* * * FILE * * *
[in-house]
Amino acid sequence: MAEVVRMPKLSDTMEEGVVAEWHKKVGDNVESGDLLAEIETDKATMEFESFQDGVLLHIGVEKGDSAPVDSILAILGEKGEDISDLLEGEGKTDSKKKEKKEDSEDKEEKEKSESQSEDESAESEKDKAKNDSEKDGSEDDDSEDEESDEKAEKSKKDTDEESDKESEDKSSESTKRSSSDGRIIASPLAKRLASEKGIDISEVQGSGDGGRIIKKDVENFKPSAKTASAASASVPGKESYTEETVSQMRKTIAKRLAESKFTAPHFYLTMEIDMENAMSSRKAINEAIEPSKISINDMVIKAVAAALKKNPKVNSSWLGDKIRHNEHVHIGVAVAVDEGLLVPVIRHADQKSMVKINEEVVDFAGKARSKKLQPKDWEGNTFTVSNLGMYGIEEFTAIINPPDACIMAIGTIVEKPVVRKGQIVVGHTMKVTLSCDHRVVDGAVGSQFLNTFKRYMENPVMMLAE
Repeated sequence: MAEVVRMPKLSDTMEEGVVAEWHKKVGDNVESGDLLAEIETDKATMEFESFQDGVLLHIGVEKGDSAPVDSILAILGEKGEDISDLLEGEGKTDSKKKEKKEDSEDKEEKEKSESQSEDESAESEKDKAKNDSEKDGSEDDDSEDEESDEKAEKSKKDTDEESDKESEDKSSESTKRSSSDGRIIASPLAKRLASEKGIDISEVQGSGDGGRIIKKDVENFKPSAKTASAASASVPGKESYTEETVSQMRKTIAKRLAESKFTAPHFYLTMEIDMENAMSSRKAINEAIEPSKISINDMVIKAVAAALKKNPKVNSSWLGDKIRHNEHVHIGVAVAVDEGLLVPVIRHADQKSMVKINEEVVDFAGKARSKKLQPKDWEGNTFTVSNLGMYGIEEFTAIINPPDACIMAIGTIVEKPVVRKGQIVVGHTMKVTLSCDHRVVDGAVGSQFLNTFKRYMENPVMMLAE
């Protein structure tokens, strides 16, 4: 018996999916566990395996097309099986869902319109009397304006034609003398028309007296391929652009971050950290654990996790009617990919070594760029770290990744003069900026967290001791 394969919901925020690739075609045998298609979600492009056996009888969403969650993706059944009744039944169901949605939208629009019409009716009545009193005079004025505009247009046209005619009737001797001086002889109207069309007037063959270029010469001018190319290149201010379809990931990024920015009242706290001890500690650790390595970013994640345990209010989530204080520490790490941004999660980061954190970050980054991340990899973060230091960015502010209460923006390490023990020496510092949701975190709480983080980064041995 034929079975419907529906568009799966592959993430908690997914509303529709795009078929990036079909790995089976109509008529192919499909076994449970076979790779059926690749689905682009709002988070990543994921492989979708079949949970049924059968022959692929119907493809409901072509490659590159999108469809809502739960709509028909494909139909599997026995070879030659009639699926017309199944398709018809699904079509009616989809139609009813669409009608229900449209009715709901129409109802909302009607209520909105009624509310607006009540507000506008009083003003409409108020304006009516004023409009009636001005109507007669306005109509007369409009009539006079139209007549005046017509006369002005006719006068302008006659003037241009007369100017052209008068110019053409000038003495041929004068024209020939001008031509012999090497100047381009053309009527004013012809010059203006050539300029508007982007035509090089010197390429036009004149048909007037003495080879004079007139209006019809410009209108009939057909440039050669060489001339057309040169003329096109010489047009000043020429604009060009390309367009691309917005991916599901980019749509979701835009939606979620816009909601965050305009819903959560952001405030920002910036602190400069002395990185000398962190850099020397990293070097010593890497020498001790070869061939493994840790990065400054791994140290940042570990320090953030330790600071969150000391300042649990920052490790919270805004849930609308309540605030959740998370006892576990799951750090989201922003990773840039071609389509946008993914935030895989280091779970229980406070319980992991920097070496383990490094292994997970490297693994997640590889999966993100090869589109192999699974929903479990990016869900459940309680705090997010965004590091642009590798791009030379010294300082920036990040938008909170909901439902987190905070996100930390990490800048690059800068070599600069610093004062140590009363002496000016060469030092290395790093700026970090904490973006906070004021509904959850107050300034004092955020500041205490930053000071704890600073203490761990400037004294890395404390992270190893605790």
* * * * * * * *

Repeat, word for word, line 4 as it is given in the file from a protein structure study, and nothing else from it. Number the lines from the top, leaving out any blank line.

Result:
């Protein structure tokens, strides 16, 4: 018996999916566990395996097309099986869902319109009397304006034609003398028309007296391929652009971050950290654990996790009617990919070594760029770290990744003069900026967290001791 394969919901925020690739075609045998298609979600492009056996009888969403969650993706059944009744039944169901949605939208629009019409009716009545009193005079004025505009247009046209005619009737001797001086002889109207069309007037063959270029010469001018190319290149201010379809990931990024920015009242706290001890500690650790390595970013994640345990209010989530204080520490790490941004999660980061954190970050980054991340990899973060230091960015502010209460923006390490023990020496510092949701975190709480983080980064041995 034929079975419907529906568009799966592959993430908690997914509303529709795009078929990036079909790995089976109509008529192919499909076994449970076979790779059926690749689905682009709002988070990543994921492989979708079949949970049924059968022959692929119907493809409901072509490659590159999108469809809502739960709509028909494909139909599997026995070879030659009639699926017309199944398709018809699904079509009616989809139609009813669409009608229900449209009715709901129409109802909302009607209520909105009624509310607006009540507000506008009083003003409409108020304006009516004023409009009636001005109507007669306005109509007369409009009539006079139209007549005046017509006369002005006719006068302008006659003037241009007369100017052209008068110019053409000038003495041929004068024209020939001008031509012999090497100047381009053309009527004013012809010059203006050539300029508007982007035509090089010197390429036009004149048909007037003495080879004079007139209006019809410009209108009939057909440039050669060489001339057309040169003329096109010489047009000043020429604009060009390309367009691309917005991916599901980019749509979701835009939606979620816009909601965050305009819903959560952001405030920002910036602190400069002395990185000398962190850099020397990293070097010593890497020498001790070869061939493994840790990065400054791994140290940042570990320090953030330790600071969150000391300042649990920052490790919270805004849930609308309540605030959740998370006892576990799951750090989201922003990773840039071609389509946008993914935030895989280091779970229980406070319980992991920097070496383990490094292994997970490297693994997640590889999966993100090869589109192999699974929903479990990016869900459940309680705090997010965004590091642009590798791009030379010294300082920036990040938008909170909901439902987190905070996100930390990490800048690059800068070599600069610093004062140590009363002496000016060469030092290395790093700026970090904490973006906070004021509904959850107050300034004092955020500041205490930053000071704890600073203490761990400037004294890395404390992270190893605790």